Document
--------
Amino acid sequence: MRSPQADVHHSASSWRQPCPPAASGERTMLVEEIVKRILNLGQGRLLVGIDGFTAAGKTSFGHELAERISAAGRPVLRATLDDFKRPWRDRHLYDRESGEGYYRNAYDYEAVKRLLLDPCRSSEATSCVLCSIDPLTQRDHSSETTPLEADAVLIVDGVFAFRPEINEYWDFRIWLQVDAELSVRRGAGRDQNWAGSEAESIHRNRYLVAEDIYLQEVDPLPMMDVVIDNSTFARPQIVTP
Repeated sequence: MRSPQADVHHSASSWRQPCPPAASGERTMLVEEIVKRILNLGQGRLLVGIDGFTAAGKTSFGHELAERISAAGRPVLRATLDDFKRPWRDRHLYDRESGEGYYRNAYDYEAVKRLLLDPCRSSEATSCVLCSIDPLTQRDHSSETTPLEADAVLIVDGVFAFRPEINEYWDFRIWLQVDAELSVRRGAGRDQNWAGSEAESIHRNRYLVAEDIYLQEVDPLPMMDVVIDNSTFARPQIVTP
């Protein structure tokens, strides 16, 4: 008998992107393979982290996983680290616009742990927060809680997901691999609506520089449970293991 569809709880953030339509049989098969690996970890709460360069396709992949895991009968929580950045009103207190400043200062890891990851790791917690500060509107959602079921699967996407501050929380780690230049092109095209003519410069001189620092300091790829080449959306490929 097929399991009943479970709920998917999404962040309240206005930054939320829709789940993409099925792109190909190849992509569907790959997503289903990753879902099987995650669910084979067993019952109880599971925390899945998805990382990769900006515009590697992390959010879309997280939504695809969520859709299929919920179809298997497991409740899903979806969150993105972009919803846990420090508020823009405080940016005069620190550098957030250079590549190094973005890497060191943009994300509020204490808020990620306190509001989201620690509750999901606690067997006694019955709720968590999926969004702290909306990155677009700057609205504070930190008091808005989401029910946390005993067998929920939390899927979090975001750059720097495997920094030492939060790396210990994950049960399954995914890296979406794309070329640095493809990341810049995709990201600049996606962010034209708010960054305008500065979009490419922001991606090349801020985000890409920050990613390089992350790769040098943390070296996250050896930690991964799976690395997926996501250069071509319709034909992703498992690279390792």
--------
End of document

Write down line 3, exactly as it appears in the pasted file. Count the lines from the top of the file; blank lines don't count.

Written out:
């Protein structure tokens, strides 16, 4: 008998992107393979982290996983680290616009742990927060809680997901691999609506520089449970293991 569809709880953030339509049989098969690996970890709460360069396709992949895991009968929580950045009103207190400043200062890891990851790791917690500060509107959602079921699967996407501050929380780690230049092109095209003519410069001189620092300091790829080449959306490929 097929399991009943479970709920998917999404962040309240206005930054939320829709789940993409099925792109190909190849992509569907790959997503289903990753879902099987995650669910084979067993019952109880599971925390899945998805990382990769900006515009590697992390959010879309997280939504695809969520859709299929919920179809298997497991409740899903979806969150993105972009919803846990420090508020823009405080940016005069620190550098957030250079590549190094973005890497060191943009994300509020204490808020990620306190509001989201620690509750999901606690067997006694019955709720968590999926969004702290909306990155677009700057609205504070930190008091808005989401029910946390005993067998929920939390899927979090975001750059720097495997920094030492939060790396210990994950049960399954995914890296979406794309070329640095493809990341810049995709990201600049996606962010034209708010960054305008500065979009490419922001991606090349801020985000890409920050990613390089992350790769040098943390070296996250050896930690991964799976690395997926996501250069071509319709034909992703498992690279390792």